“That’s why I’m uneasy. They are taking two [conflicting] stances, to build their popularity,” she says.

Abdelhafidh battled with conservatism in her own family. She married her husband when she was 16, and her father-in-law forced her to quit school.

He forbade her from working, and it was only after he passed away did she begin her job as an administrator at a local high school. Abdelhafidh’s husband, who has very different values from his father, has no problem with her working.

To the contrary, the couple struggled to make ends meet on a single income.

“It’s bad for women, and for men too,” she says. She supports religious freedoms, and thinks the state should allow polygamy.

But the Sfaxian says she plans to cast her vote for one of the country’s two most well-known centre-left, secular parties – either Ettajdid or the Progressive Democratic Party (PDP).

New freedoms?

Other women, meanwhile, see in Al-Nahda the potential to gain new freedoms they have never had before.

Manel Sekmani, a 24-year-old who is studying for a masters in genetics in Tunis, says the most significant barrier to entering the workforce is discrimination against devoted Muslims such as herself.

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Al-Nahda is the party, she says, that will challenge the prejudices encouraged by previous governments and allow women more, rather than less, liberty.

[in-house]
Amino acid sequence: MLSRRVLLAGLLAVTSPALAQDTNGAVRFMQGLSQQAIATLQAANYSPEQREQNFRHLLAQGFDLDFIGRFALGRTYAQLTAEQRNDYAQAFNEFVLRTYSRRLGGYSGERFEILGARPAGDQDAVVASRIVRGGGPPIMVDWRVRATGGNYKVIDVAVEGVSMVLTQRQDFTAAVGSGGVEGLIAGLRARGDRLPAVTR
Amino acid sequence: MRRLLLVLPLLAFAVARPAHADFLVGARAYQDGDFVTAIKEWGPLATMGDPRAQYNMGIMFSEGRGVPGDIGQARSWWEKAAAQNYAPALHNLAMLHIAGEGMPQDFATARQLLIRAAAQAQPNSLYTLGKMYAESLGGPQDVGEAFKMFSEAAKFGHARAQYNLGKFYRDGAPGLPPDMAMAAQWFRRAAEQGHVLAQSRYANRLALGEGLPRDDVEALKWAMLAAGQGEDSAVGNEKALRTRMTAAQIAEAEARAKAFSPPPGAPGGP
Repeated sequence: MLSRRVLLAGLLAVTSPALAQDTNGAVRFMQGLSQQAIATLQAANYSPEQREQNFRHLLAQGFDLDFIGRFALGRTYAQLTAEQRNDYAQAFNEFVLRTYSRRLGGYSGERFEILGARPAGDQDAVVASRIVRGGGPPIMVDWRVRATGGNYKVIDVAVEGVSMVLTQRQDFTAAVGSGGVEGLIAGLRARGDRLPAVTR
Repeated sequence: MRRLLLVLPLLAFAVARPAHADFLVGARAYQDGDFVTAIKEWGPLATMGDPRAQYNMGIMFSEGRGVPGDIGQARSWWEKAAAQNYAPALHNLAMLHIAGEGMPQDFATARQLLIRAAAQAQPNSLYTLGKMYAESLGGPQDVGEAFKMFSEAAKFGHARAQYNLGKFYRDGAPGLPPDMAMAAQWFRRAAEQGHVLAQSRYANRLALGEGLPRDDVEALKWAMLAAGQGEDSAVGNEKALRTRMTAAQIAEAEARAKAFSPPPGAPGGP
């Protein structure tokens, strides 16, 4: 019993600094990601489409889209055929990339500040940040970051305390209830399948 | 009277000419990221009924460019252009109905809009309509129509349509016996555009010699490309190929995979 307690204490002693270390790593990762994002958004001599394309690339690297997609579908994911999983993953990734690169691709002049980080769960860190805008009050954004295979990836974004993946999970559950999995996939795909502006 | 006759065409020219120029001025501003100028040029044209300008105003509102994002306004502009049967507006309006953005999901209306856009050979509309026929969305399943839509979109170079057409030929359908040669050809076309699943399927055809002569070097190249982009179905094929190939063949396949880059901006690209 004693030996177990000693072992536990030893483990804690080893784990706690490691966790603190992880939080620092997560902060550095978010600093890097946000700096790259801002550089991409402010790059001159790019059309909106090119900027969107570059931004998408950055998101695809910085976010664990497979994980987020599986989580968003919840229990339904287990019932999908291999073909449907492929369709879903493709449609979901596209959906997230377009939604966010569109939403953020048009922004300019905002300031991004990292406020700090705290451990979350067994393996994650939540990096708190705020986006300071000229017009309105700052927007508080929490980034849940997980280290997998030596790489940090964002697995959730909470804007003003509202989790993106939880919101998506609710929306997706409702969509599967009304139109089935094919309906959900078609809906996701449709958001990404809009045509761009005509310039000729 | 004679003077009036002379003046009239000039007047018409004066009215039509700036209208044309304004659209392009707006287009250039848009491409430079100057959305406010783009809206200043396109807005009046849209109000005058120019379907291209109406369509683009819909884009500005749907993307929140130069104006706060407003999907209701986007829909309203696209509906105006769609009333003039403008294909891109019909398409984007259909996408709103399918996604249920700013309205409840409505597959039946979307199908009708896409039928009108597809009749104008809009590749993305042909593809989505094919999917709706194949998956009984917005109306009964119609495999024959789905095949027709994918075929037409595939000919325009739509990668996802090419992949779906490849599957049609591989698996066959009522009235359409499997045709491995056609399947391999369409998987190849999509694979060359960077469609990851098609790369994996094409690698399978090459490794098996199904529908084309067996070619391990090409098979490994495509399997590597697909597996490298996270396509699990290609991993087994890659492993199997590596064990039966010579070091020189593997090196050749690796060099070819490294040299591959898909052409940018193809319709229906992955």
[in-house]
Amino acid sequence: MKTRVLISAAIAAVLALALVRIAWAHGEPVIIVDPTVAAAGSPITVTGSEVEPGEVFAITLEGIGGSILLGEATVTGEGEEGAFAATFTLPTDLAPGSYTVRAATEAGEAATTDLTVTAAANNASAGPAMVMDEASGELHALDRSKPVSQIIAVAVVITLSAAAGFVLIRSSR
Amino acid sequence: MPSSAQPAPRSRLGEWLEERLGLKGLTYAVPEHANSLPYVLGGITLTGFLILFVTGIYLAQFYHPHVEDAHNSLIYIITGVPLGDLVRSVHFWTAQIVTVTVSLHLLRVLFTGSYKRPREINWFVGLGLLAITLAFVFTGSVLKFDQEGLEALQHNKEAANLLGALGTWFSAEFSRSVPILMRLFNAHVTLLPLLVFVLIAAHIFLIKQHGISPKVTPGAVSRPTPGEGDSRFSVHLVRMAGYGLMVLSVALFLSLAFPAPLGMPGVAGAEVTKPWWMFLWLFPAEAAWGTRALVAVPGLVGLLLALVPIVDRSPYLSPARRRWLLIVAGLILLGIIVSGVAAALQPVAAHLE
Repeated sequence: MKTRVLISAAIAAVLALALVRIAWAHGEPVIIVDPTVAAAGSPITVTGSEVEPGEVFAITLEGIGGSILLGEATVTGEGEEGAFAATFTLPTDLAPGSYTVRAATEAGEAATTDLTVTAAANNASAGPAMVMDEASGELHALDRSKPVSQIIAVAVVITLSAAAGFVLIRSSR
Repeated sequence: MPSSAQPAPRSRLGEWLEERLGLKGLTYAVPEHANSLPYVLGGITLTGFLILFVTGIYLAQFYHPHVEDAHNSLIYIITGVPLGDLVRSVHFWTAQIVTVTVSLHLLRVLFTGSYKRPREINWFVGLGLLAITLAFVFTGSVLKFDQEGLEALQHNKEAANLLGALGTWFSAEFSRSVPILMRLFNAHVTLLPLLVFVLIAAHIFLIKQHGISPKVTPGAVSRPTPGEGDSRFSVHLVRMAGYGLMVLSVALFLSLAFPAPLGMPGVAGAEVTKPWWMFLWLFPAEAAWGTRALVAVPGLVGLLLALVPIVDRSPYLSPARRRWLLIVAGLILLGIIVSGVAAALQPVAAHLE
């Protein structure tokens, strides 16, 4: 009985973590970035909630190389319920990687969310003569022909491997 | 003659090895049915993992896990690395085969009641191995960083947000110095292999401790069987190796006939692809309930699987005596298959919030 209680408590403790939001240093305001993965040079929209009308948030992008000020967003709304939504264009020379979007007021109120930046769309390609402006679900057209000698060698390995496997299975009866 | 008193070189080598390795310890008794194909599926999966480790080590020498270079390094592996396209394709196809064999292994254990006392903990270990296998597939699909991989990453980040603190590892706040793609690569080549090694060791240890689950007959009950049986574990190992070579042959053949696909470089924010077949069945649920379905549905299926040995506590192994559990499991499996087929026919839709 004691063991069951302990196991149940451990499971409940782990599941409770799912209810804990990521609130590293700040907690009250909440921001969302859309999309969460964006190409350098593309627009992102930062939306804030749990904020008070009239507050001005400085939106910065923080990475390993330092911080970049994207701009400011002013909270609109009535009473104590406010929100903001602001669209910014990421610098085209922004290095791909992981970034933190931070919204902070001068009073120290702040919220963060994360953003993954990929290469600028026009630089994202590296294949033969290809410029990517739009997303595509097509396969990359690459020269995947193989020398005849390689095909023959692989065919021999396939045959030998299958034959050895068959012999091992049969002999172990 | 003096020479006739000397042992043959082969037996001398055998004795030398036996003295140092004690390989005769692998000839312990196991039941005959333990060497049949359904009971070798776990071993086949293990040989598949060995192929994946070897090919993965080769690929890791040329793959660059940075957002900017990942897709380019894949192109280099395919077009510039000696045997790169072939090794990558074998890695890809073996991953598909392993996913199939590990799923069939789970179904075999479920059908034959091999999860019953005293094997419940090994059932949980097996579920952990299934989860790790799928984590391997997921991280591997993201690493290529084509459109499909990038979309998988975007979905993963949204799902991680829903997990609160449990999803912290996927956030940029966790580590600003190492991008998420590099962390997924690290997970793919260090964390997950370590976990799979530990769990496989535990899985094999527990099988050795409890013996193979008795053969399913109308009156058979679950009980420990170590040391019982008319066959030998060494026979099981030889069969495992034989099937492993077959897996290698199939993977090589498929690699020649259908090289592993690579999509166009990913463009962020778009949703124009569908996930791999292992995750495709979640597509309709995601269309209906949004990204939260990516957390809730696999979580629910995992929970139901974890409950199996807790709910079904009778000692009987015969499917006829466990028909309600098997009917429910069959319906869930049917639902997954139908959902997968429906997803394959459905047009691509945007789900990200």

“Al-Nahda will protect women’s rights,” she says. “I was derided during the time of Ben Ali and I don’t want another government like that.”

Like Abdelhafidh, the student rejects conservative interpretations of Islam. In her view, however, Al-Nahda is clear on its progressive values and is not calling for women to stay at home.

“Women who don’t wear headscarves already have freedoms, and those freedoms cannot be taken away from them.” Sekmani does not want to see strict Islamic law introduced, but rather a hybrid legal system that reflects the diversity of Tunisian society.

“We live in an Islamic country, but it is also a modern society,” she says. 

The young woman’s desire to see a fusion of secular and Islamic law, leaving existing rights intact, is similar to what some of Al-Nahda’s most vocal critics are calling for.

She rejects the idea that voters like her are being misled about what Al-Nahda really stands for.

Indeed, many of Al-Nahda’s most active members are female, and, Farida Laabidi, a member of the party’s executive branch, says they have some clout within the movement. 

“Many thousands of Al-Nahda activists were imprisoned [during the previous regime] and it was their wives who worked to support their families,” she says.

Laabidi denies that her party is encouraging women to quit their jobs. 

“Women must participate in the economic, social and political life of the country,” she says.

Rights in jeopardy

The tension between those who want to keep politics and religion separate, and those who would like to see Islam become more integral to the Tunisian state is hardly new to the North African nation.

At the dawn of independence, even before President Habib Bourguiba abolished the monarchy and introduced the present constitution, the anti-colonial leader gave Tunisian women legal rights that he hoped would break the shackles of tradition.

Bourguiba introduced the “Personal Status Code” (CSP by its French acronym) in 1956.

Women were given the right to vote and to be elected to parliament, to earn equal wages to men and to divorce.

Polygamy was outlawed and a woman’s consent became a requirement for marriage.